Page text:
• I have yet to submit a sell order on my Tomas Fleischmann stock; in fact I'm looking to buy more wherever the opportunity presents itself. He has one measly assist in three games this season, but there's nothing in his setup that discourages me from expecting a repeat of the past two seasons, when he scored at rates of 0.74 and 0.73 points per game. No Panthers player has registered more shots on goal than his 11 and no forwards on the team have spent more time on the ice with the man advantage so it's far too early for me to be worried.  Use his low profile and slow start to your advantage and try to acquire him on the cheap.  Remember folks, the key to succeeding in fantasy hockey is identifying breakouts before they happen.
  • Seeing the names of Henrik and Daniel Sedin among the league leaders in assists is far from a shock, but I'll admit I did a double-take when I saw that Michael Grabner was in a tie for third place with four helpers. The Islanders forward has one 30-goal season to his credit and another 20-goal campaign under his belt, not to mention the 16 tallies he counted in last year’s shortened schedule, but his career high in assists is the whopping 18 he registered in 2010-11.  To say that he’s a shoot-first player is a massive understatement – shooting the puck on goal is his "raison d'etre". I haven't seen footage of his assists this year, but it wouldn't shock me if all had come as a result of teammates scoring off his rebounds.  In any case, don't expect it to last.  Grabner will continue to be a solid source of goals and shots, but he hasn't suddenly developed a penchant for sharing.
  • The injury suffered by Joni Pitkanen that will force him to miss the entire season has come with a silver lining for the Hurricanes, as it has created an opportunity for rookie Ryan Murphy to gain valuable experience at the NHL level. While he's being eased in slowly, playing less than 18 minutes per game, he's also leading the club in power play minutes, a sign that coach Kirk Muller is placing him in situations where he's most likely to succeed (Randy Carlyle could learn a thing or two about this). I won't go all-in on Murphy this year since I expect he'll be on a fairly short leash, but he's one of my favorite keeper league targets.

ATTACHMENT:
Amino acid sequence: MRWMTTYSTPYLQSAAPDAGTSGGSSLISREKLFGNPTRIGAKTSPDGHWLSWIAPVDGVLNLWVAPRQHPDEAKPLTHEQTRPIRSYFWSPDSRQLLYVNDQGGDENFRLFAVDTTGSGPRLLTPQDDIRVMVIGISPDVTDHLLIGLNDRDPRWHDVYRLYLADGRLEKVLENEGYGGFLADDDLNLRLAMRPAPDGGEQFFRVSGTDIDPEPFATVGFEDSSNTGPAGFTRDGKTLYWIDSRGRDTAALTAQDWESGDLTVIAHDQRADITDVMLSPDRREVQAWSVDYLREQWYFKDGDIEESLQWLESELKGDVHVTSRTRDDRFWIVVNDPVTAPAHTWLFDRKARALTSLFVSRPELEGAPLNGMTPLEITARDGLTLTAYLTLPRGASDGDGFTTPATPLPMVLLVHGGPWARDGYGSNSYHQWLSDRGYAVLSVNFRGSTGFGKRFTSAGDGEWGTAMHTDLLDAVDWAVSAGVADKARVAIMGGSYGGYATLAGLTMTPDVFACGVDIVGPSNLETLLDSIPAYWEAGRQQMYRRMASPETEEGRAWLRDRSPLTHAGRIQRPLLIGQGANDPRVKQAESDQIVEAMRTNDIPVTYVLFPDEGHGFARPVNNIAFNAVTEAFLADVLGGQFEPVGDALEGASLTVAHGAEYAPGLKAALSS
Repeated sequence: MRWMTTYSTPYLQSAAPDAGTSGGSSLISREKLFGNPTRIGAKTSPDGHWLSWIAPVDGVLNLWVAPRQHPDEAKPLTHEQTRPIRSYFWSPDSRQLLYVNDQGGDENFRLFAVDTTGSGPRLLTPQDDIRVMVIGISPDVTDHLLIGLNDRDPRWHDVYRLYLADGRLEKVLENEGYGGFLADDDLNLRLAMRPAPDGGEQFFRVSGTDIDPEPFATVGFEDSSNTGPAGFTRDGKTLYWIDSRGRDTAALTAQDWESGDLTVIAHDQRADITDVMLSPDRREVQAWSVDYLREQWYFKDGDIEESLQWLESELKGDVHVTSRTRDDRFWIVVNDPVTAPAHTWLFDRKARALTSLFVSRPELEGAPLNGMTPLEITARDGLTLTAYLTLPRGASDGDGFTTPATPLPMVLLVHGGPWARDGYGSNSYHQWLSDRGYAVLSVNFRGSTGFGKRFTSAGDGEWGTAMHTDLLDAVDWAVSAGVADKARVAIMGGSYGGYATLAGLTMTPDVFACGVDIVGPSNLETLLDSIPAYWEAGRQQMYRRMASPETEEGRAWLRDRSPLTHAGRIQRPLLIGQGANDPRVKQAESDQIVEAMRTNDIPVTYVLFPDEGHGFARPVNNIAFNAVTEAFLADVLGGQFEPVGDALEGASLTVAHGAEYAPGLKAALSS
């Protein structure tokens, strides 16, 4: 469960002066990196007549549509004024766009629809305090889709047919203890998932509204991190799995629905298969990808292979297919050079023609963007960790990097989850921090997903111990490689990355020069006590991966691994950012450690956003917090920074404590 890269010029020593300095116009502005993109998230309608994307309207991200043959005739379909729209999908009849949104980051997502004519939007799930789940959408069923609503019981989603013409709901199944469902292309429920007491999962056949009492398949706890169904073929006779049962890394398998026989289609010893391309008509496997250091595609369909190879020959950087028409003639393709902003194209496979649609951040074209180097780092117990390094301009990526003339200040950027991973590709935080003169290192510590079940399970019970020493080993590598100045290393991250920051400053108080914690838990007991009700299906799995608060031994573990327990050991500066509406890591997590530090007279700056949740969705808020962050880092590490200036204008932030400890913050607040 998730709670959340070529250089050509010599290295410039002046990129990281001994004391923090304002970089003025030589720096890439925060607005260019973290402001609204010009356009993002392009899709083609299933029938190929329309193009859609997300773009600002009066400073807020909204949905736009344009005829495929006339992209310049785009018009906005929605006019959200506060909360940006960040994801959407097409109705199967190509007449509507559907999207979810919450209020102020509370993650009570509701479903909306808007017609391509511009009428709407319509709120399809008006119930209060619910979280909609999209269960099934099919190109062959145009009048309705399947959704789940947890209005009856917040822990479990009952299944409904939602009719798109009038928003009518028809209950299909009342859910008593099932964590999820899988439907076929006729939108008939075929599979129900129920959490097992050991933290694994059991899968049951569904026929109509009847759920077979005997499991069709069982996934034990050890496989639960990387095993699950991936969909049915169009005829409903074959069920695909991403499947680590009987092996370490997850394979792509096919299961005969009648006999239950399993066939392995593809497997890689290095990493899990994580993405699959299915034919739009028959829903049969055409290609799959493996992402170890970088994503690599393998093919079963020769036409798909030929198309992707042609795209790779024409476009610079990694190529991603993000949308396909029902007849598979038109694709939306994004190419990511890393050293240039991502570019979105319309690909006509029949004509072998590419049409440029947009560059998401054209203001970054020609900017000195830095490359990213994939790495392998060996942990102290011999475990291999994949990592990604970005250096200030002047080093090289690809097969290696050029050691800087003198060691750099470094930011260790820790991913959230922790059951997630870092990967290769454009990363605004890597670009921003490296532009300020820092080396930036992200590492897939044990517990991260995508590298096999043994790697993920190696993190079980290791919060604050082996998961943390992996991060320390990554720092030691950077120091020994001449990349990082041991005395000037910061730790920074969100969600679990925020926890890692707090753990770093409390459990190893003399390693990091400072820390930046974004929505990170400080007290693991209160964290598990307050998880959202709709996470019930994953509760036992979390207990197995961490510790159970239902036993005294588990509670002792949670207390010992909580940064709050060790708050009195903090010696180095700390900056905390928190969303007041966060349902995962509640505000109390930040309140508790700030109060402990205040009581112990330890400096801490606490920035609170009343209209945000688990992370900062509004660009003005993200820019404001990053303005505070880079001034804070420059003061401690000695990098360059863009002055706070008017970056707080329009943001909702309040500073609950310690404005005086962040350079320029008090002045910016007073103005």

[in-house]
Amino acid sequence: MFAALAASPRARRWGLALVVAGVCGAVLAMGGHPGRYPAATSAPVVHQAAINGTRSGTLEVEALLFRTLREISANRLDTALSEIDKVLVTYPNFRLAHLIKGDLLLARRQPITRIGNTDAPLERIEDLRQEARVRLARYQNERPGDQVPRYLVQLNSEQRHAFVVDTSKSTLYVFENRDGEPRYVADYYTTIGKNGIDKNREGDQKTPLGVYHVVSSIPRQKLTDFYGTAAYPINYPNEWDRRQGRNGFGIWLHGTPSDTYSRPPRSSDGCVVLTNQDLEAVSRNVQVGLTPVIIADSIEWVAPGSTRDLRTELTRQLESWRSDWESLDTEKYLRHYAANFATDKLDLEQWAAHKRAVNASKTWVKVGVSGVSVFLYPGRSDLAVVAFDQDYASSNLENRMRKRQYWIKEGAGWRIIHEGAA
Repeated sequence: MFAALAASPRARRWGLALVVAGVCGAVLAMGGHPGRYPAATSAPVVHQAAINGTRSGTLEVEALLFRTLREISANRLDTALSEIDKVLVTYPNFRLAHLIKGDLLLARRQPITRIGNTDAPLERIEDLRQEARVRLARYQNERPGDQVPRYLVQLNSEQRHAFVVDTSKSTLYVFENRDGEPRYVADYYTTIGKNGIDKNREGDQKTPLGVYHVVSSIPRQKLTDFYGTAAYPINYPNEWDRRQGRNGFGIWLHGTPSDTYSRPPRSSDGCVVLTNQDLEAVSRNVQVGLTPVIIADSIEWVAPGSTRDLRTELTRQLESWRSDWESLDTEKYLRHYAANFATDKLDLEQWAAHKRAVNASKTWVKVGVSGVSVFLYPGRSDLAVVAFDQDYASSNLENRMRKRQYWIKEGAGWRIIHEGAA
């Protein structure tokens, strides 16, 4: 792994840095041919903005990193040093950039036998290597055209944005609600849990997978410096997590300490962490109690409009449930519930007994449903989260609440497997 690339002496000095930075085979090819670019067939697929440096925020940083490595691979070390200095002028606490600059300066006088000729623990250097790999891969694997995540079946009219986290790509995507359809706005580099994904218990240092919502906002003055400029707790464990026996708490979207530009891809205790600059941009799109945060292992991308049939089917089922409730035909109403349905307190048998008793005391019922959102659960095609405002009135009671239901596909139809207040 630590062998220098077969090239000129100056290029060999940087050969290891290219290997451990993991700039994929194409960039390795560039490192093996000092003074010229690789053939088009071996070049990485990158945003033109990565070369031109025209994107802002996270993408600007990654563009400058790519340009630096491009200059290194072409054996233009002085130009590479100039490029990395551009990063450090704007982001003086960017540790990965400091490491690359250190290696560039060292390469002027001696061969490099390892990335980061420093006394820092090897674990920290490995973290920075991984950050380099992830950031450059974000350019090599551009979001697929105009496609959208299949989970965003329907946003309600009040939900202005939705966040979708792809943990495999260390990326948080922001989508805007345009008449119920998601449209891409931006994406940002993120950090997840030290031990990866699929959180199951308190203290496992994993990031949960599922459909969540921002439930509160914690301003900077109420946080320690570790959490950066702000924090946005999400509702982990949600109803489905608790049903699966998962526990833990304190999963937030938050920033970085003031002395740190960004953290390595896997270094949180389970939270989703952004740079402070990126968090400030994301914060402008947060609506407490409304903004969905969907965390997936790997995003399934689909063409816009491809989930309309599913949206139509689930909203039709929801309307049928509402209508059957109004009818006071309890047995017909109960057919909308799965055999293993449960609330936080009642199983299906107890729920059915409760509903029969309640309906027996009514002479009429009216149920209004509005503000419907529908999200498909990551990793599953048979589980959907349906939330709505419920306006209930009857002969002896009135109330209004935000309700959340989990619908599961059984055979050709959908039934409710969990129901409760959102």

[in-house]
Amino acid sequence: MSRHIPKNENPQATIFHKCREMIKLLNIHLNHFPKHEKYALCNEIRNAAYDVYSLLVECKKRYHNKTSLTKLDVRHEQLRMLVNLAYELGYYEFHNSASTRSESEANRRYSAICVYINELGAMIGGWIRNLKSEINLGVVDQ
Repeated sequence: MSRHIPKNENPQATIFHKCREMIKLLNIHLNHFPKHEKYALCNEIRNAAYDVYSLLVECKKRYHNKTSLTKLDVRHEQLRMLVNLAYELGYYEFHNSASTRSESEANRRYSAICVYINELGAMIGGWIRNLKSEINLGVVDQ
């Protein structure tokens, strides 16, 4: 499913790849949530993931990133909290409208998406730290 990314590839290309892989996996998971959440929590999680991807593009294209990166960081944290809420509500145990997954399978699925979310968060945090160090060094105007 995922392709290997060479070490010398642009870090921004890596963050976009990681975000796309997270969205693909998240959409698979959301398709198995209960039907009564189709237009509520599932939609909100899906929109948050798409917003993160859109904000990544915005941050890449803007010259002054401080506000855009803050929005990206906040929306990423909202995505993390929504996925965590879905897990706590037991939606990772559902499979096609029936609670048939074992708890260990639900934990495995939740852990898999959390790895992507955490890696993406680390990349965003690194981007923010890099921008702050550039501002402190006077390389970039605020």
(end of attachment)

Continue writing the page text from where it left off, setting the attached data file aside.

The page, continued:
• Those of you in leagues that reward penalty minutes seeking an unheralded contributor could do worse than to acquire the services of Edmonton’s Mike Brown.  Acquired at mid-season from Toronto last year, Brown has recorded 70 PIM in 30 games with the Oilers and has amassed a total of 589 in 284 career NHL games.  Most importantly, the Chicago native seems to be penciled into Edmonton's lineup for every game, which is not something that's true for all of the NHL’s tough guys.

Bargain Bin Finds (Yahoo ownership percentage below 20 percent)

While I was researching the ownership rate for Patric Hornqvist, which I discussed earlier, I uncovered a few other players whose rates struck me as being criminally low, so I thought it would be useful to point out these underrated fantasy assets:

Alex Chiasson – 8 percent

Martin Hanzal – 6 percent

Mikael Backlund – 4 percent